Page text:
Prime Minister Tuilaepa Dr. Sa’ilele Malielegaoi and Asian Development Bank (A.D.B.) President Takehiko Nakao have signed an agreement to establish a permanent office for the bank in Samoa.
The pair signed a host country agreement, which establishes a permanent country office for the bank, which replaces the mission that Samoa opened in 2016.
According to a statement by A.D.B, the signing is the beginning of a “scaling up” by the bank, where financing from the Asian Development Fund (A.D.F.) could reach up to $100,000 by 2020.
“Future support will continue to focus on economic infrastructure such as power, roads, and ports, as well as public sector management,” the statement continues.
“Total financing from A.D.F. for Samoa, including resources mobilized from A.D.F. funds allocated for regional initiatives could reach US$100 million in 2019-2020.”
A.D.B. intends to mobilize co-financing from Australia, New Zealand, the Green Climate Fund, and the World Bank as well.
Speaking with the media yesterday, President Nakao said it’s important to work together with leaders and A.D.B. governors in the region who face similar problems.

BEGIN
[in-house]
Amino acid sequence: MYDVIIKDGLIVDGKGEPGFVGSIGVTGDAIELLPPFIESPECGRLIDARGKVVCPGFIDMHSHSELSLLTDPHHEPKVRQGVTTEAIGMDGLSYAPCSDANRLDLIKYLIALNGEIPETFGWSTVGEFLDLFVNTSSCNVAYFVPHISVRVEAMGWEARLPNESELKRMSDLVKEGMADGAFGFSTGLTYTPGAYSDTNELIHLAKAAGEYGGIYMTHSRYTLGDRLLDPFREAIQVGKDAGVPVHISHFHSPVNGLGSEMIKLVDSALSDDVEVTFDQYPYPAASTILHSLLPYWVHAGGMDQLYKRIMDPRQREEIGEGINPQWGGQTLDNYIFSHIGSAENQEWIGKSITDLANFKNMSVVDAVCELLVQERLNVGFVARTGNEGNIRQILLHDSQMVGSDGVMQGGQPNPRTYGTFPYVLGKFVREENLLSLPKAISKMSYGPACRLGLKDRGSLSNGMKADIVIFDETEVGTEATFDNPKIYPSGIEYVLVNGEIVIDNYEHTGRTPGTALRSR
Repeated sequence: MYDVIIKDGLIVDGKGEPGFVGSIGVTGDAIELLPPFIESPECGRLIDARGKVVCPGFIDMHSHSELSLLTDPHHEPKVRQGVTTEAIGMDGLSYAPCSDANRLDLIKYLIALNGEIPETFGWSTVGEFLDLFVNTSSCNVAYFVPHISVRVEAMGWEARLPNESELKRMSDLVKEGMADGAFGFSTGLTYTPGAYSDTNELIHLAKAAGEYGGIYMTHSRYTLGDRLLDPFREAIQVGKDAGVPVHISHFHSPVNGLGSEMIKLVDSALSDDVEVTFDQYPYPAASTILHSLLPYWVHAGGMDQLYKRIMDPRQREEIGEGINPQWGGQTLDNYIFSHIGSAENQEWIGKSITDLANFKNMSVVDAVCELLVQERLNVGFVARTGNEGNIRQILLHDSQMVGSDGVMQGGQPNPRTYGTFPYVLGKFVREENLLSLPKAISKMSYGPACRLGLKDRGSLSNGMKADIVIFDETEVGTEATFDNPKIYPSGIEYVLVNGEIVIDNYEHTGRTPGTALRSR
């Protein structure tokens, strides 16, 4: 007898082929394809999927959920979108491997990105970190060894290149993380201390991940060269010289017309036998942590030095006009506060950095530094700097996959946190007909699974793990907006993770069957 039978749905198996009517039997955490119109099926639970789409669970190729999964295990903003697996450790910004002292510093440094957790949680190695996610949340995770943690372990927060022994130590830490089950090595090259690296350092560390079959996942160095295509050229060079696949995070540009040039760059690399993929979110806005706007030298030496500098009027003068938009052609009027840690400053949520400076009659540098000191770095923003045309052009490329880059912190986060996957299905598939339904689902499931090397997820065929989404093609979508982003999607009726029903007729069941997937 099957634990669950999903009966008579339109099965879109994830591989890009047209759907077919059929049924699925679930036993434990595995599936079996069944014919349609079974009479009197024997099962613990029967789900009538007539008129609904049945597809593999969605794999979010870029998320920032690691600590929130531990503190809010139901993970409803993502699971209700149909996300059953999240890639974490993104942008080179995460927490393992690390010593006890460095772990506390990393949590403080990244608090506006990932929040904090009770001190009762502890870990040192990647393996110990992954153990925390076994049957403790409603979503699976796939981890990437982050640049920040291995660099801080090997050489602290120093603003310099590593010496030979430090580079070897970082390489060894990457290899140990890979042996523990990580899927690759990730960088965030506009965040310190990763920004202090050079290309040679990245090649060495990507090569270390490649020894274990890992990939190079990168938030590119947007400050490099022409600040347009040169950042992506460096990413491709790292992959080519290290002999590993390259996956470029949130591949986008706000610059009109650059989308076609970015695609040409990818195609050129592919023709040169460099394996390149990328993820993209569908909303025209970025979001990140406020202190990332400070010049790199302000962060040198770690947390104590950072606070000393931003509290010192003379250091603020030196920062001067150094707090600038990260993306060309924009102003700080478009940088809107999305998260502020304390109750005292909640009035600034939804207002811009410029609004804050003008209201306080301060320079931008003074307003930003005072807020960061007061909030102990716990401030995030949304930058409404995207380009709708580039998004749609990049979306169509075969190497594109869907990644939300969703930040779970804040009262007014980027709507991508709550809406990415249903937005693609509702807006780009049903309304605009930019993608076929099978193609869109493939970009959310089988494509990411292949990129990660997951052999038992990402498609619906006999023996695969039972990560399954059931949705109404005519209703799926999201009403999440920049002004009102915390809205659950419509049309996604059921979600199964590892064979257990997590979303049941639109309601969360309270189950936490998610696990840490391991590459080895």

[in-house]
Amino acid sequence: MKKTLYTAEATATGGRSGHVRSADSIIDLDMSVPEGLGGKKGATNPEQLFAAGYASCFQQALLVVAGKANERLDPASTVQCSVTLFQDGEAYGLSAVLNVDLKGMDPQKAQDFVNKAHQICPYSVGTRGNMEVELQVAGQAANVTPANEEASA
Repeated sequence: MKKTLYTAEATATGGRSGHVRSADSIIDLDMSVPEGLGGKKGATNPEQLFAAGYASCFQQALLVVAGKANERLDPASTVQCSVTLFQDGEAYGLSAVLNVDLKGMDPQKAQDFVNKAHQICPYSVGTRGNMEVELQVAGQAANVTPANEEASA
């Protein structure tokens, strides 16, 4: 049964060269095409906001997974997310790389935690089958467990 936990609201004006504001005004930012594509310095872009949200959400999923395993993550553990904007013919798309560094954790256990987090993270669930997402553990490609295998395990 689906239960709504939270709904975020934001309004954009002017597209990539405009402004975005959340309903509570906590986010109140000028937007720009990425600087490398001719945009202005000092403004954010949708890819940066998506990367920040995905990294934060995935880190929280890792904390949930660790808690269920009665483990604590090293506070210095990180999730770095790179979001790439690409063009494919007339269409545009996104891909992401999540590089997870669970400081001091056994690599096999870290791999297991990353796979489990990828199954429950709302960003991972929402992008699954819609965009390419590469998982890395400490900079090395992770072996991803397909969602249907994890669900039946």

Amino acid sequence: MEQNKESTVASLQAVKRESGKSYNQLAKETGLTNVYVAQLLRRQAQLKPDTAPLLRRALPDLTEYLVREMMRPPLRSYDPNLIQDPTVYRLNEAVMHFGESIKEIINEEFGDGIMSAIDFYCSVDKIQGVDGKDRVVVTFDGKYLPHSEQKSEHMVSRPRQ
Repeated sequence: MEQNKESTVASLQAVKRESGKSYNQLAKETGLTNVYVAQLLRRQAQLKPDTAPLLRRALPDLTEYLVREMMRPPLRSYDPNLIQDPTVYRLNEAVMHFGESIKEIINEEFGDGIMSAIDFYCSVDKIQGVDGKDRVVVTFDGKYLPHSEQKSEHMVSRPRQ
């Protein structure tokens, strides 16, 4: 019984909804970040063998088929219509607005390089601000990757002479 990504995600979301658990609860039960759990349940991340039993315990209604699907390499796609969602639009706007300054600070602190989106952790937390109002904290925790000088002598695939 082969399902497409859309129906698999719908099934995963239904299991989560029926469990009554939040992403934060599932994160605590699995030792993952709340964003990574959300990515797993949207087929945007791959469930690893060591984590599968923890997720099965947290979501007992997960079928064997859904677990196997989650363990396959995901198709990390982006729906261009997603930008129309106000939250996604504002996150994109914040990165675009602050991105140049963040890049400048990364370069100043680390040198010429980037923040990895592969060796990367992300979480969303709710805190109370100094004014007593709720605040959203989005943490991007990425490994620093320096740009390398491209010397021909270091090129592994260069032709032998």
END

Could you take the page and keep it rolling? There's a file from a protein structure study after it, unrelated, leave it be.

“They face common challenges of climate change, connectivity, transport, and communications and so on,” he said.
A.D.B. is furthering assistance in 11 Pacific island countries.
As well as Samoa, the extended missions of Solomon Islands, Tonga, and Vanuatu will become country offices, and the Cook Islands, the Federated States of Micronesia, Kiribati, the Marshall Islands, Nauru, Palau, and Tuvalu will all see new country offices.
Currently, A.D.B. has resident missions in Papua New Guinea and Timor-Leste, a Pacific liaison and coordination office in Sydney, and a Pacific sub-regional office in Fiji.
The A.D.B. intends to help member countries “achieve sustainable economic and social development, while strengthening climate and disaster resilience,” according to the statement.
At the end of 2018, active projects in the Pacific were worth over US$3 billion.
“Across the Pacific region, A.D.B. is significantly scaling up financing to help developing member countries. The volume of A.D.B. active projects in the Pacific has doubled every 5 years since 2005 and exceeded $3 billion as of end of 2018.”